Some of Minnesota’s less heavily-trafficked state parks may be targeted for permanent closure by legislators who are looking for quick budget cuts. It is true that Minnesota’s parks vary greatly in their total annual attendance — in 1998, Fort Snelling attracted nearly a hundred times more visitors than Schoolcraft State Park. But even the smallest state parks are a critical part of their local economy. A Maryland study found that approximately 70% of the economic benefits associated with state parks occurs within 20 minutes of the park, in so-called “gateway” communities. Closing even the least popular state parks would have a huge impact on the communities that surround them.
In addition to the economic benefits brought on by park visitors’ purchases, a strong state park system helps to attract new businesses to the state that have nothing to do with tourism or the outdoors. Parks are one of the most important factors in determining a region’s quality of life. Given the choice, many “knowledge sector” and “creativity sector” businesses will choose to locate their offices in regions with a high quality of life, because it is easier to attract and retain highly educated workers. In fact, businesses in regions with a low quality of life often have to pay higher salaries in order to hold onto talented employees.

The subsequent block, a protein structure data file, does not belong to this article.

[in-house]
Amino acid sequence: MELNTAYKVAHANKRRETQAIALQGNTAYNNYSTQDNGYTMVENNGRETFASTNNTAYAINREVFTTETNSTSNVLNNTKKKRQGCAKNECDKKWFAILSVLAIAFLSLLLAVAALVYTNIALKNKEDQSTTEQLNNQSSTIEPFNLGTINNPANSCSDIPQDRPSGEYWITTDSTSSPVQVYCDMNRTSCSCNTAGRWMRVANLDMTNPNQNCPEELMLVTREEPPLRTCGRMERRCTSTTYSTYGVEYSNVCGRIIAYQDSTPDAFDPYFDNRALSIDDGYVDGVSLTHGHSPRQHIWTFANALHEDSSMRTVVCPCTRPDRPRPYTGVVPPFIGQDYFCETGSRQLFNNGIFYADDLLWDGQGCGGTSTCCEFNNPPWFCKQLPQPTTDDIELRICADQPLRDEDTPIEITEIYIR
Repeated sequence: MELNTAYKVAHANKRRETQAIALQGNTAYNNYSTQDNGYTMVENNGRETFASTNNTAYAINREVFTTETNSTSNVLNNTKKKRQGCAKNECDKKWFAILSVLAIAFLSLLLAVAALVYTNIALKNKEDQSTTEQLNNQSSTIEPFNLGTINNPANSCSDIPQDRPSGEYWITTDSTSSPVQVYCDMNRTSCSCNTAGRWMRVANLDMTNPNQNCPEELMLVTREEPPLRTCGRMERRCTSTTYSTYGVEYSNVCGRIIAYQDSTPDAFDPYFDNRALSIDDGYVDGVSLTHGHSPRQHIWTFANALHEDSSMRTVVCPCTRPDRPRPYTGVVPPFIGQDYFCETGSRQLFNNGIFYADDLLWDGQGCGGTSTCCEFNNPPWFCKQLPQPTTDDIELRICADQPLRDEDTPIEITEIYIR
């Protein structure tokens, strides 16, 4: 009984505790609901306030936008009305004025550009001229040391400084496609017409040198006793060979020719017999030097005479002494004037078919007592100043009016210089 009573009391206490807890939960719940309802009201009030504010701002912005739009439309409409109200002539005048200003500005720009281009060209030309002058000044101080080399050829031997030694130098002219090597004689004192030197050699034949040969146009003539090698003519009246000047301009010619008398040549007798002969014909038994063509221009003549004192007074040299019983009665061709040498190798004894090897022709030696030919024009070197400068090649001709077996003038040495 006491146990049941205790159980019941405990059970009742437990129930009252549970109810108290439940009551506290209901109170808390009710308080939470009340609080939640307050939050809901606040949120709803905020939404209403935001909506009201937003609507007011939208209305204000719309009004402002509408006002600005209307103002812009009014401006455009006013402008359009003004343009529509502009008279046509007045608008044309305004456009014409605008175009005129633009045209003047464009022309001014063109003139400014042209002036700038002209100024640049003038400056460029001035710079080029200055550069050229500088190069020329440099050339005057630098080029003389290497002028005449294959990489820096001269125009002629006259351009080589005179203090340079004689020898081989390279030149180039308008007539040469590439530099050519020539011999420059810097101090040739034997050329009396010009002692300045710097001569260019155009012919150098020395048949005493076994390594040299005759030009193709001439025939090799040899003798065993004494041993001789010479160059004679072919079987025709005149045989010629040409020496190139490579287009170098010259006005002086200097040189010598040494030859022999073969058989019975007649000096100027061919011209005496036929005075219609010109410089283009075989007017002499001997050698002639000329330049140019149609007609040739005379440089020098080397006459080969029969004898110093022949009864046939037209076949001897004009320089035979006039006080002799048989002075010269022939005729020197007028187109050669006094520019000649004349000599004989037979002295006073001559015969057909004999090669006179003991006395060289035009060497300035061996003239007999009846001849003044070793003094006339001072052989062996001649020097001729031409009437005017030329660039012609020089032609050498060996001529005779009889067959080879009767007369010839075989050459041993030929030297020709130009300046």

Overall, public expenditures for park systems are a good investment. For every $1 spent on national parks in this country, $4 is brought into state and local economies. In Maryland, each dollar the state spent on parks generated an economic impact of $29.27. The state income tax and retail tax revenue created by this additional economic activity was more than enough to pay for the entire cost of maintaining the parks.
Closing our state parks, either for a few weeks or forever, is unwise and profoundly short-sighted. Our relatively small annual investment in Minnesota’s state parks is repaid many times over: in the fees collected by the DNR; in retail sales generated, hotel rooms occupied, and food purchased; in jobs created; and in tax revenue to the state government from all of this additional economic activity. The state parks should reopen as soon as possible — and stay open.